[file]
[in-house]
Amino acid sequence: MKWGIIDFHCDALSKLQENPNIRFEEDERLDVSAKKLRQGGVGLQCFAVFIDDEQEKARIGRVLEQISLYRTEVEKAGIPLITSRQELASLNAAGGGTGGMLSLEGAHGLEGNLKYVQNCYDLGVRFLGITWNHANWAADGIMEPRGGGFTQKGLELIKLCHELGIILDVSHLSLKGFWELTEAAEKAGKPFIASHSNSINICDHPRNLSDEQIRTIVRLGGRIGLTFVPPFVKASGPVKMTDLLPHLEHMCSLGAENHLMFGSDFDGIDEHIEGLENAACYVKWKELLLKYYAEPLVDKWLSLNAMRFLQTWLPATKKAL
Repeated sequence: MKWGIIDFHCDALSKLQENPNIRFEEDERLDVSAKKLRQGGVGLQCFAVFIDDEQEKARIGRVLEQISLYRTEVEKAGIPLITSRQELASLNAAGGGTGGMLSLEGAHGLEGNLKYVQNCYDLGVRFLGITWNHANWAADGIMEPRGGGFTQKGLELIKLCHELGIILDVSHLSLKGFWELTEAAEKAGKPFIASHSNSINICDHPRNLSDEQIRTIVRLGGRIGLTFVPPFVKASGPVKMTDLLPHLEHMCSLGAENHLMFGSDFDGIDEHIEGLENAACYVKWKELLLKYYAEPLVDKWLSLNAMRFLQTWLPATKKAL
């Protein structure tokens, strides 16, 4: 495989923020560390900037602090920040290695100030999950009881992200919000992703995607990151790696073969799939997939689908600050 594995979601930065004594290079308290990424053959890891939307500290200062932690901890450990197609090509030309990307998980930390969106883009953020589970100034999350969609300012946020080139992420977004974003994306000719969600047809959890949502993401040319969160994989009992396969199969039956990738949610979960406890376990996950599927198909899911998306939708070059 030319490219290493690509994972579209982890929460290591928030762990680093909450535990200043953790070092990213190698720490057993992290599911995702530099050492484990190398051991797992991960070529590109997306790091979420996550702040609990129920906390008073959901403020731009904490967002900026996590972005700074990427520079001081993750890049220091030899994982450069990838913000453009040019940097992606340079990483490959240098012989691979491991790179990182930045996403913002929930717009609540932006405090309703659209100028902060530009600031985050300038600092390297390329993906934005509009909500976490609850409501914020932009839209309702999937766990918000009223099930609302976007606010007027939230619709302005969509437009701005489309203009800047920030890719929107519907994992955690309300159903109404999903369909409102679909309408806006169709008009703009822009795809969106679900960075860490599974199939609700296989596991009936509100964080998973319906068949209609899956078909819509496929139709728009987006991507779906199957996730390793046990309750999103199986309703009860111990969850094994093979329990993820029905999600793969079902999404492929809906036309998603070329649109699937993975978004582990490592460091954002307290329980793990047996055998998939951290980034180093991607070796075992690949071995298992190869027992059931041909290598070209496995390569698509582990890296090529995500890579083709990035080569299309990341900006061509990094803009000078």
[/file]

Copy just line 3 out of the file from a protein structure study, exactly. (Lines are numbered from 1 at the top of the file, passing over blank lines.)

Repeated sequence: MKWGIIDFHCDALSKLQENPNIRFEEDERLDVSAKKLRQGGVGLQCFAVFIDDEQEKARIGRVLEQISLYRTEVEKAGIPLITSRQELASLNAAGGGTGGMLSLEGAHGLEGNLKYVQNCYDLGVRFLGITWNHANWAADGIMEPRGGGFTQKGLELIKLCHELGIILDVSHLSLKGFWELTEAAEKAGKPFIASHSNSINICDHPRNLSDEQIRTIVRLGGRIGLTFVPPFVKASGPVKMTDLLPHLEHMCSLGAENHLMFGSDFDGIDEHIEGLENAACYVKWKELLLKYYAEPLVDKWLSLNAMRFLQTWLPATKKAL